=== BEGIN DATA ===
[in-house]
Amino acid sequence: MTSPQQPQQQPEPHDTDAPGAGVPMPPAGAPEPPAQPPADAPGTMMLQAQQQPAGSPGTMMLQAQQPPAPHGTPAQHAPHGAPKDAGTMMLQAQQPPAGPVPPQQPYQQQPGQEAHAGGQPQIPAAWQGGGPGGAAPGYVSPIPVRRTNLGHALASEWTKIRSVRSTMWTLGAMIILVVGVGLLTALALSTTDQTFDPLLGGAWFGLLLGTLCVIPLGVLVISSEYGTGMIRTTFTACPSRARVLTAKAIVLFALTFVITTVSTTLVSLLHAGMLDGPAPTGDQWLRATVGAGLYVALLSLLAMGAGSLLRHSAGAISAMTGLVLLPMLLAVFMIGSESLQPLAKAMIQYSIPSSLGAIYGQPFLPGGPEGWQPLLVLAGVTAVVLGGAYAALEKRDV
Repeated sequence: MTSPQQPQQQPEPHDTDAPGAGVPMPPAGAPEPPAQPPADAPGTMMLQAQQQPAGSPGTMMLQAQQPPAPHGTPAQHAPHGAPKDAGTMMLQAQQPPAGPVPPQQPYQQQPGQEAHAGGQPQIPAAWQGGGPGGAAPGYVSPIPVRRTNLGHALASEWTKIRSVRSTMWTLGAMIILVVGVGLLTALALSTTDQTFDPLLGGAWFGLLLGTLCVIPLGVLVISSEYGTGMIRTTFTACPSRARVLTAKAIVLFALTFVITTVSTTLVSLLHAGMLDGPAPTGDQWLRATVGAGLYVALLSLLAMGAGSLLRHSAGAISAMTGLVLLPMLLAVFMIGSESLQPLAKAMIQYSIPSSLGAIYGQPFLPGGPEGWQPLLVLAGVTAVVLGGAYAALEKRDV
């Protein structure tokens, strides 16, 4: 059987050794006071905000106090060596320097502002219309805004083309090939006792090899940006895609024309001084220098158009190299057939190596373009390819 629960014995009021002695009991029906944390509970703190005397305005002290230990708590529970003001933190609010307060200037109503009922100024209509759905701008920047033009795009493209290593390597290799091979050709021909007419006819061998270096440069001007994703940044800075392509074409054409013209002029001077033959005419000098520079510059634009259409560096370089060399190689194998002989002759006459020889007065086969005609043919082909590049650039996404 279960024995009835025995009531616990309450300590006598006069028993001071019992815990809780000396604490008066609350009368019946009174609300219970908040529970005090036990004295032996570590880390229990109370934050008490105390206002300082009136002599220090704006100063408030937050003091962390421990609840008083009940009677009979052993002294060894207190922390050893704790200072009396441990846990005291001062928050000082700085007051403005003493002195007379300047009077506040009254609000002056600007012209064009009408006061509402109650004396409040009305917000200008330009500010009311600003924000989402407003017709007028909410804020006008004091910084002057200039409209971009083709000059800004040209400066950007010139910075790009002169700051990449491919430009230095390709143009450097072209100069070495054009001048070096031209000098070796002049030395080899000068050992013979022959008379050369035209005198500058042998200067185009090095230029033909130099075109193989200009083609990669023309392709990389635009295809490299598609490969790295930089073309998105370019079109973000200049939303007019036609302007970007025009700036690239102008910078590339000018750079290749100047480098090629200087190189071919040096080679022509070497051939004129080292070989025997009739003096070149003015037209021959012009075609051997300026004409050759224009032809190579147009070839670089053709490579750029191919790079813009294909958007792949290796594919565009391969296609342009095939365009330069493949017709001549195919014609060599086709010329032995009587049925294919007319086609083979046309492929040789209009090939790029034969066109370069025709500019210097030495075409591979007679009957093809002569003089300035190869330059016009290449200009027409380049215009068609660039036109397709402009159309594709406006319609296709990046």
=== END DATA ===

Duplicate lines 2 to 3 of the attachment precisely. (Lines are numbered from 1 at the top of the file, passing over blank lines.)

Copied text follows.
Amino acid sequence: MTSPQQPQQQPEPHDTDAPGAGVPMPPAGAPEPPAQPPADAPGTMMLQAQQQPAGSPGTMMLQAQQPPAPHGTPAQHAPHGAPKDAGTMMLQAQQPPAGPVPPQQPYQQQPGQEAHAGGQPQIPAAWQGGGPGGAAPGYVSPIPVRRTNLGHALASEWTKIRSVRSTMWTLGAMIILVVGVGLLTALALSTTDQTFDPLLGGAWFGLLLGTLCVIPLGVLVISSEYGTGMIRTTFTACPSRARVLTAKAIVLFALTFVITTVSTTLVSLLHAGMLDGPAPTGDQWLRATVGAGLYVALLSLLAMGAGSLLRHSAGAISAMTGLVLLPMLLAVFMIGSESLQPLAKAMIQYSIPSSLGAIYGQPFLPGGPEGWQPLLVLAGVTAVVLGGAYAALEKRDV
Repeated sequence: MTSPQQPQQQPEPHDTDAPGAGVPMPPAGAPEPPAQPPADAPGTMMLQAQQQPAGSPGTMMLQAQQPPAPHGTPAQHAPHGAPKDAGTMMLQAQQPPAGPVPPQQPYQQQPGQEAHAGGQPQIPAAWQGGGPGGAAPGYVSPIPVRRTNLGHALASEWTKIRSVRSTMWTLGAMIILVVGVGLLTALALSTTDQTFDPLLGGAWFGLLLGTLCVIPLGVLVISSEYGTGMIRTTFTACPSRARVLTAKAIVLFALTFVITTVSTTLVSLLHAGMLDGPAPTGDQWLRATVGAGLYVALLSLLAMGAGSLLRHSAGAISAMTGLVLLPMLLAVFMIGSESLQPLAKAMIQYSIPSSLGAIYGQPFLPGGPEGWQPLLVLAGVTAVVLGGAYAALEKRDV